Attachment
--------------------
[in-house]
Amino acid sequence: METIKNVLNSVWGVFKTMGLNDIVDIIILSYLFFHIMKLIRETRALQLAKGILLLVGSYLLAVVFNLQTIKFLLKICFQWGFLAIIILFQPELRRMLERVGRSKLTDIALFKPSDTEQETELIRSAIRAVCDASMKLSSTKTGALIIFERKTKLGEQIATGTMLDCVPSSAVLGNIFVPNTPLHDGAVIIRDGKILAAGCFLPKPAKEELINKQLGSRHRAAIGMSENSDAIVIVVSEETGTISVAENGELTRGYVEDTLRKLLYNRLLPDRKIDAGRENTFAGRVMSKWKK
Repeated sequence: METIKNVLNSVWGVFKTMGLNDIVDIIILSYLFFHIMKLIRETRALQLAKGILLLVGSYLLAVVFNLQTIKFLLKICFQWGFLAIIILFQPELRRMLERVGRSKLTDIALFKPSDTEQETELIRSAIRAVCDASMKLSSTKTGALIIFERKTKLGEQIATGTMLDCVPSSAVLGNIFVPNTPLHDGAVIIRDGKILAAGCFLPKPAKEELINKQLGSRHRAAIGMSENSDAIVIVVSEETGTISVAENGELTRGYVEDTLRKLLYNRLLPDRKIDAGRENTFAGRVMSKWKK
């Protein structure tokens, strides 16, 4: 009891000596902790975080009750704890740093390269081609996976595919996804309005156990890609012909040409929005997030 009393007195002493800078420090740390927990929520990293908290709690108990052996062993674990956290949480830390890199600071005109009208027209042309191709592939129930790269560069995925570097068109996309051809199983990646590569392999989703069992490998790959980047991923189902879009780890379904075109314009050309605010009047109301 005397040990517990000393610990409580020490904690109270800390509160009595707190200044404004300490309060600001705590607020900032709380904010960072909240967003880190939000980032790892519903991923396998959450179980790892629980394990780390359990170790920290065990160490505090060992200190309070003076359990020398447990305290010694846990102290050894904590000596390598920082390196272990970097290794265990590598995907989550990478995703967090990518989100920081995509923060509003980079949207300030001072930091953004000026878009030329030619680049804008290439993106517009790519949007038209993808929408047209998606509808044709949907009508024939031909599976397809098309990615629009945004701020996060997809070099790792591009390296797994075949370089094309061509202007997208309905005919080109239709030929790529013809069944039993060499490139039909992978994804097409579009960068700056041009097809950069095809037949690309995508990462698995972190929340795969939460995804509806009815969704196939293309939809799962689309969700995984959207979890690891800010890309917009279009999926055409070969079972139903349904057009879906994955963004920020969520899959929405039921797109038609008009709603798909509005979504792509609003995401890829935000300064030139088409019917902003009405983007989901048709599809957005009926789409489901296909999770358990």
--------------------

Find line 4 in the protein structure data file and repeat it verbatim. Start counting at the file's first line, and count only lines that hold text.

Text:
């Protein structure tokens, strides 16, 4: 009891000596902790975080009750704890740093390269081609996976595919996804309005156990890609012909040409929005997030 009393007195002493800078420090740390927990929520990293908290709690108990052996062993674990956290949480830390890199600071005109009208027209042309191709592939129930790269560069995925570097068109996309051809199983990646590569392999989703069992490998790959980047991923189902879009780890379904075109314009050309605010009047109301 005397040990517990000393610990409580020490904690109270800390509160009595707190200044404004300490309060600001705590607020900032709380904010960072909240967003880190939000980032790892519903991923396998959450179980790892629980394990780390359990170790920290065990160490505090060992200190309070003076359990020398447990305290010694846990102290050894904590000596390598920082390196272990970097290794265990590598995907989550990478995703967090990518989100920081995509923060509003980079949207300030001072930091953004000026878009030329030619680049804008290439993106517009790519949007038209993808929408047209998606509808044709949907009508024939031909599976397809098309990615629009945004701020996060997809070099790792591009390296797994075949370089094309061509202007997208309905005919080109239709030929790529013809069944039993060499490139039909992978994804097409579009960068700056041009097809950069095809037949690309995508990462698995972190929340795969939460995804509806009815969704196939293309939809799962689309969700995984959207979890690891800010890309917009279009999926055409070969079972139903349904057009879906994955963004920020969520899959929405039921797109038609008009709603798909509005979504792509609003995401890829935000300064030139088409019917902003009405983007989901048709599809957005009926789409489901296909999770358990």